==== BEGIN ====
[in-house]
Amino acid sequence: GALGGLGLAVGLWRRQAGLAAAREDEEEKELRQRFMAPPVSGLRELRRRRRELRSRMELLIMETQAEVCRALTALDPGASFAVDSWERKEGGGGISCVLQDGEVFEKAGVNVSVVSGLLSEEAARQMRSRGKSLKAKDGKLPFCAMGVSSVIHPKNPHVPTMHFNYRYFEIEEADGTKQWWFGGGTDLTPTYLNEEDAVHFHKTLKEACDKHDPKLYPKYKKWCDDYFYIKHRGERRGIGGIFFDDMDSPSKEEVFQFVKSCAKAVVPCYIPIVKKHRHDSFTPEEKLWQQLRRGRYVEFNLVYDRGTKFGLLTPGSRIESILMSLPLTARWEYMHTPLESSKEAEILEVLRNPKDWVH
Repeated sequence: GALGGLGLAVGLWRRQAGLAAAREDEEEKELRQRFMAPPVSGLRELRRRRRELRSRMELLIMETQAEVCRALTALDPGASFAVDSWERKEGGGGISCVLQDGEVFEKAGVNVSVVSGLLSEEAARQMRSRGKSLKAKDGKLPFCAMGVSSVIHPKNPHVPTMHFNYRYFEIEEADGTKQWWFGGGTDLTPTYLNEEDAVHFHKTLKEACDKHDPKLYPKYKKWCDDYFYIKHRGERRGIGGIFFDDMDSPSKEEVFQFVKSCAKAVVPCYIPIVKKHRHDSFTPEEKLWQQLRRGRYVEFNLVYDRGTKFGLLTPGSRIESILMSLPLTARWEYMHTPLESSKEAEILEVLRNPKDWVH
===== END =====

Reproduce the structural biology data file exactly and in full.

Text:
[in-house]
Amino acid sequence: GALGGLGLAVGLWRRQAGLAAAREDEEEKELRQRFMAPPVSGLRELRRRRRELRSRMELLIMETQAEVCRALTALDPGASFAVDSWERKEGGGGISCVLQDGEVFEKAGVNVSVVSGLLSEEAARQMRSRGKSLKAKDGKLPFCAMGVSSVIHPKNPHVPTMHFNYRYFEIEEADGTKQWWFGGGTDLTPTYLNEEDAVHFHKTLKEACDKHDPKLYPKYKKWCDDYFYIKHRGERRGIGGIFFDDMDSPSKEEVFQFVKSCAKAVVPCYIPIVKKHRHDSFTPEEKLWQQLRRGRYVEFNLVYDRGTKFGLLTPGSRIESILMSLPLTARWEYMHTPLESSKEAEILEVLRNPKDWVH
Repeated sequence: GALGGLGLAVGLWRRQAGLAAAREDEEEKELRQRFMAPPVSGLRELRRRRRELRSRMELLIMETQAEVCRALTALDPGASFAVDSWERKEGGGGISCVLQDGEVFEKAGVNVSVVSGLLSEEAARQMRSRGKSLKAKDGKLPFCAMGVSSVIHPKNPHVPTMHFNYRYFEIEEADGTKQWWFGGGTDLTPTYLNEEDAVHFHKTLKEACDKHDPKLYPKYKKWCDDYFYIKHRGERRGIGGIFFDDMDSPSKEEVFQFVKSCAKAVVPCYIPIVKKHRHDSFTPEEKLWQQLRRGRYVEFNLVYDRGTKFGLLTPGSRIESILMSLPLTARWEYMHTPLESSKEAEILEVLRNPKDWVH